Gasoline vs Diesel Emissions: Types and Effects of Each on Health & Environment

Gasoline vs diesel emissions is a comparison measured by an accounting for fuel economy, fuel composition, and engine-type combustion characteristics. It is not unreasonable to assume that gasoline and diesel engines produce the same emissions. After all, both gasoline and diesel are hydrocarbon based fossil fuels. However, while gasoline and diesel are made of the same component parts, how gasoline and diesel engines combust fossil fuels are completely different. The result, gasoline and diesel engines produce extremely different types of emissions. 

For example, a gasoline engine produces 40 percent or more carbon dioxide (CO2) than diesel engines of comparable size. Gasoline engines also produce considerably more hydrocarbon emissions — unburned and partially burned hydrocarbons. Diesel engines, while cleaner with respect to most emissions and considerably more fuel efficient, produce more nitrous and sulfur oxides than gasoline engines as well as more particulate matter.

While there is a variety of mechanical reasons diesel and gasoline engines are different, very different in fact, there are really only two reasons that the two engine types produce different quantities of different types of emissions. The first reason gasoline and diesel engines generate different quantities of emissions is combustion efficiency. By design, gasoline engines have extremely low combustion efficiencies. That means gasoline engines produce large quantities of hydrocarbon emissions. Low combustion efficiency — which plays a large role in fuel efficiency — also means higher carbon dioxide emissions on a per-mile scale.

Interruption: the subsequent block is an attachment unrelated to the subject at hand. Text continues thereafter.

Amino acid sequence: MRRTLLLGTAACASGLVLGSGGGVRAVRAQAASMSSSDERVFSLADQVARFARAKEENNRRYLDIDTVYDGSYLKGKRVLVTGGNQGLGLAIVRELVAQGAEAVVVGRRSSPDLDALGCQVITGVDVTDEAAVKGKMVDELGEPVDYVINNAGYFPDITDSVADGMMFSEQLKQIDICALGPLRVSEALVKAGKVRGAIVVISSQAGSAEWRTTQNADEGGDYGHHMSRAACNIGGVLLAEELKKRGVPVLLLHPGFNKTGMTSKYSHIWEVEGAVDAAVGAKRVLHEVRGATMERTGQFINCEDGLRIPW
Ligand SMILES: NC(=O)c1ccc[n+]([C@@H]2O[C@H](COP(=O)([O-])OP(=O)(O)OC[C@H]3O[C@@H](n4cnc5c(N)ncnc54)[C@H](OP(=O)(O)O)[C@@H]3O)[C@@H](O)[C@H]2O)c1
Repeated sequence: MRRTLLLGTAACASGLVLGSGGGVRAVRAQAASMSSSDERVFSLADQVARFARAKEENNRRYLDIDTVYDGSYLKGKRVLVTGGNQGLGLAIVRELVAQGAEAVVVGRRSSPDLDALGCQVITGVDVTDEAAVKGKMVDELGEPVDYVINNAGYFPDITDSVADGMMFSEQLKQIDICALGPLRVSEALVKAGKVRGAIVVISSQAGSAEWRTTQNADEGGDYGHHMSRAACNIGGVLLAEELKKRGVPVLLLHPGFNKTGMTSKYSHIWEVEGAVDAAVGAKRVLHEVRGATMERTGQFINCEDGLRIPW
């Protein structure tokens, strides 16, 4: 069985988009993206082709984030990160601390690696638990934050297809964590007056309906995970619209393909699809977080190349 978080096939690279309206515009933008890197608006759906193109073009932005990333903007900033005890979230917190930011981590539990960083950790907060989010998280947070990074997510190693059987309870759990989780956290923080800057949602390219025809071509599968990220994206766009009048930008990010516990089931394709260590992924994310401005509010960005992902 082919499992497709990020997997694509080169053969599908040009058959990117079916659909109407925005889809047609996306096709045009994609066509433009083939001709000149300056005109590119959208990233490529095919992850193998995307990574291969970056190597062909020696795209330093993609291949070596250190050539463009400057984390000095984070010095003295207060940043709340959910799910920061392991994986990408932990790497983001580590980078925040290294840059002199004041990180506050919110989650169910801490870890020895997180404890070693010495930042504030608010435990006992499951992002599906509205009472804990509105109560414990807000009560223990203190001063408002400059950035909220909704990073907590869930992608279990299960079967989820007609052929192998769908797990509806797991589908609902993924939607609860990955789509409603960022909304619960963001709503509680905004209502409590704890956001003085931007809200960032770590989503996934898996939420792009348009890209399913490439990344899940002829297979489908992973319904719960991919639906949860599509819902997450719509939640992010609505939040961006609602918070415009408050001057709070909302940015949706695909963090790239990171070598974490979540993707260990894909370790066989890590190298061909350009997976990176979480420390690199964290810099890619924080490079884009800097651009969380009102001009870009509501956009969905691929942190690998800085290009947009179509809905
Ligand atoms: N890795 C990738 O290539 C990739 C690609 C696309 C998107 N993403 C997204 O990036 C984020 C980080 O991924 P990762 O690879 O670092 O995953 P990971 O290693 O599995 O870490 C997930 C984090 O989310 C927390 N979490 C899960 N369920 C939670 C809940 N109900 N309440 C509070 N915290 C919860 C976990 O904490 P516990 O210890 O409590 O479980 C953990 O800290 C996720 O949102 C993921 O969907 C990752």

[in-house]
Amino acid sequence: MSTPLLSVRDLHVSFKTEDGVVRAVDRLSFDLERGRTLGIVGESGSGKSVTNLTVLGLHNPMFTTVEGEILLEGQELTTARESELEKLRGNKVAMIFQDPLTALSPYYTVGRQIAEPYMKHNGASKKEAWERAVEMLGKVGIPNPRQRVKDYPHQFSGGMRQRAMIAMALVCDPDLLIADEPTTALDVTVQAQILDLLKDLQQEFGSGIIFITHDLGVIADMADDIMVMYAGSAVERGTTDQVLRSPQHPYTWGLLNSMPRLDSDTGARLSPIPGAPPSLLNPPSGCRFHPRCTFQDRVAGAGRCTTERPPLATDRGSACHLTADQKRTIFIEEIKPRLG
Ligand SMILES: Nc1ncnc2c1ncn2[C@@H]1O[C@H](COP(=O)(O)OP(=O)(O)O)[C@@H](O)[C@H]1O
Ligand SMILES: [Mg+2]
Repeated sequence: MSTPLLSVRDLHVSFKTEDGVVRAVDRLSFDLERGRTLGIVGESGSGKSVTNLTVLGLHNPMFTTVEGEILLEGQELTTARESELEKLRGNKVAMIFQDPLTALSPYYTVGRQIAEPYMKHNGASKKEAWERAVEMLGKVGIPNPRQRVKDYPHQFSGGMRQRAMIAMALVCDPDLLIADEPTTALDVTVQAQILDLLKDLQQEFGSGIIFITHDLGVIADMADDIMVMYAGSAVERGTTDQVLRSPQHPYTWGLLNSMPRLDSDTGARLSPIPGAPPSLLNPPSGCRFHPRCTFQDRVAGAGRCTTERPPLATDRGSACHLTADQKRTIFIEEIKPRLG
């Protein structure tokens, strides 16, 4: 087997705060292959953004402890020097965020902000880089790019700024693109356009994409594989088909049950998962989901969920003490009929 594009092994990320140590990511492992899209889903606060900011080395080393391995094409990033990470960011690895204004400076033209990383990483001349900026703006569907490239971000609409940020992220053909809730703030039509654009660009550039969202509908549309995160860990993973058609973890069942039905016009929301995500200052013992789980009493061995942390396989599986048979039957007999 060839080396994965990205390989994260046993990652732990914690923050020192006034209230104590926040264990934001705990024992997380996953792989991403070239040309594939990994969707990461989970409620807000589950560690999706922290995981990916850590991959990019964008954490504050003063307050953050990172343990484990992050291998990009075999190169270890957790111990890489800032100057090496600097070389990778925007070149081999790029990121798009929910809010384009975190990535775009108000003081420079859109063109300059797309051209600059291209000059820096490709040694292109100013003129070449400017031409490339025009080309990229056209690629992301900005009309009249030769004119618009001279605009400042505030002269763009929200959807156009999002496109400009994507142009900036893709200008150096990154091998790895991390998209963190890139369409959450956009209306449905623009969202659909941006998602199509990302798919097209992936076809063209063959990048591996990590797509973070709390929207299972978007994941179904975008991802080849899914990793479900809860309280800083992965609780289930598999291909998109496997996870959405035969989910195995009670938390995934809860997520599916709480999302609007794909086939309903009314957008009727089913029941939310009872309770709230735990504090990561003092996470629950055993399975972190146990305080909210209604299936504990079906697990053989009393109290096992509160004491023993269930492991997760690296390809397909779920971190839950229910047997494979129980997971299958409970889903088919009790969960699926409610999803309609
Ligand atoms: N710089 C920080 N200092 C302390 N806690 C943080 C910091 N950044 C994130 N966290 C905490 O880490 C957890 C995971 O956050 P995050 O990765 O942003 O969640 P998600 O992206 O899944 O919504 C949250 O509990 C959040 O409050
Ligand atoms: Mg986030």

The second reason diesel and gasoline engines produce different sums of emissions, and different types are because of temperature. Diesel engines combust diesel at much higher temperatures than gasoline engines burn gasoline. That means diesel engines produce higher quantities of nitrogen oxides. 

The third reason diesel and gasoline engines produce different quantities of different types of emissions has nothing to do with how one engine type combusts fuel in relation to the other. Diesel engines typically produce more sulfur dioxides than gasoline engines because diesel — the fuel itself — contains more sulfur than gasoline normally. 

Most Impactful Gasoline-Engine Emissions

In reality, there are hundreds of emissions associated with spark-ignition gasoline engines. In terms of sheer amount, there is no other emission from gasoline engines that account for a greater percentage of combustion emissions than nitrogen (N2). Nitrogen makes up 71 percent of the composition of exhaust emissions of petrol engines. The reason being, nitrogen constitutes 78 percent of the air in our atmosphere.